No, not at all. IE8 is a fairly modern browser, and IE9 is a quite modern browser. Neither of them supports strict mode (IE9 supports parts of it). IE8 is going to be with us a long time, because it's as high as you can go on Windows XP. XP is only semi end-of-lifed. (Volume license users are allowed to downgrade to XP from Windows 7 for the length of Windows 7.) Microsoft still releases patches for it. And we know even if it were flatly end-of-lifed, people would continue to use it for a while.

  • The use strict is scoped within my function, so everything defined outside its scope is not affected

Not quite. The specification imposes restrictions on how even non-strict code uses functions created in strict mode. So strict mode can reach outside its box. And in fact, that's part of what's going on with the code you're using.

Overview

So, are all browsers except Chrome wrong? Or is it the other way round? Or is this undefined behaviour so the browsers may choose to implement it in either way?

Looking into it a bit, it looks like:

  1. Chrome is getting it right one way,

  2. Firefox is getting it right a different way,

  3. ...and IE10 is getting it very slightly wrong. :-) (IE9 definitely gets it wrong, although not in a particularly harmful way.)

I didn't look at the others, I figured we'd covered the ground.

The code fundamentally causing the trouble is this loop

var a5 = arguments.callee;
while (a5) {
    a5 = a5.caller      // Error on this line in all browsers except Chrome
}

...which relies on the caller property of function objects. So let's start there.

Function#caller

The Function#caller property was never defined in the 3rd edition specification. Some implementations provided it, others didn't. It's a shockingly bad idea (sorry, that was subjective, wasn't it?) an implementation issue (even more of one than arguments.caller), particularly in multi-threaded environments (and there are multi-threaded JavaScript engines), as well as with recursive code, as Bergi pointed out in the comments on the question.

So in the 5th edition they explicitly got rid of it, by specifying that referencing the caller property on a strict function would throw an error. (This is in §13.2, Creating Function Objects, Step 19.)

That's on a strict function. On a non-strict function, though, the behavior is unspecified and implementation-dependent. Which is why there are so many different ways to get this right.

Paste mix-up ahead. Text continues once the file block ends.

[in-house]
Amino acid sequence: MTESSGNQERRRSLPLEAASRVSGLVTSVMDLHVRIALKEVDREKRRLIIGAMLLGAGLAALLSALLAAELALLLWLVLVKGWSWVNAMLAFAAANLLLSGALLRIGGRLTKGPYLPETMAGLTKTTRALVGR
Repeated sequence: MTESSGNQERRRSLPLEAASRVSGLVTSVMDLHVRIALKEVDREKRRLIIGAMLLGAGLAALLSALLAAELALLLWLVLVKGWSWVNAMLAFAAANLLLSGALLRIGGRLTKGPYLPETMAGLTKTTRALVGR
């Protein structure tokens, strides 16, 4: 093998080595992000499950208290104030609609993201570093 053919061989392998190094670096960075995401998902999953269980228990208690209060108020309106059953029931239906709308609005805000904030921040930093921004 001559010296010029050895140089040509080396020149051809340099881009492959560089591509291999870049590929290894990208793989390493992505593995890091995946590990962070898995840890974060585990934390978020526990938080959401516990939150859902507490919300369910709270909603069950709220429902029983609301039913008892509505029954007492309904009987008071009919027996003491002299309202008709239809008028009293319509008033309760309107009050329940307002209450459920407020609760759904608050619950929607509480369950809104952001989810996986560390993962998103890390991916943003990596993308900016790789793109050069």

Instrumented Code

It's easier to refer back to instrumented code than a debugging session, so let's use this:

console.log("1. Getting a5 from arguments.callee");
var a5 = arguments.callee;
console.log("2. What did we get? " +
            Object.prototype.toString.call(a5));
while (a5) {
    console.log("3. Getting a5.caller");
    a5 = a5.caller;      // Error on this line in all browsers except Chrome
    console.log("4. What is a5 now? " +
                Object.prototype.toString.call(a5));
}

How Chrome Gets It Right

On V8 (Chrome's JavaScript engine), the code above gives us this:

1. Getting a5 from arguments.callee
2. What did we get? [object Function]
3. Getting a5.caller
4. What is a5 now? [object Null]

So we got a reference to the foo.bar function from arguments.callee, but then accessing caller on that non-strict function gave us null. The loop terminates and we don't get any error.

Since Function#caller is unspecified for non-strict functions, V8 is allowed to do anything it wants for that access to caller on foo.bar. Returning null is perfectly reasonable (although I was surprised to see null rather than undefined). (We'll come back to that null in the conclusions below...)

How Firefox Gets It Right

SpiderMonkey (Firefox's JavaScript engine) does this:

1. Getting a5 from arguments.callee
2. What did we get? [object Function]
3. Getting a5.caller
TypeError: access to strict mode caller function is censored

We start out getting foo.bar from arguments.callee, but then accessing caller on that non-strict function fails with an error.

Since, again, the access to caller on a non-strict function is unspecified behavior, the SpiderMonkey folks can do what they want. They decided to throw an error if the function that would be returned is a strict function. A fine line, but as this is unspecified, they're allowed to walk it.

How IE10 Gets It Very Slightly Wrong

JScript (IE10's JavaScript engine) does this:

 1. Getting a5 from arguments.callee 
 2. What did we get? [object Function] 
 3. Getting a5.caller 
SCRIPT5043: Accessing the 'caller' property of a function or arguments object is not allowed in strict mode

As with the others, we get the foo.bar function from arguments.callee. Then trying to access that non-strict function's caller gives us an error saying we can't do that in strict mode.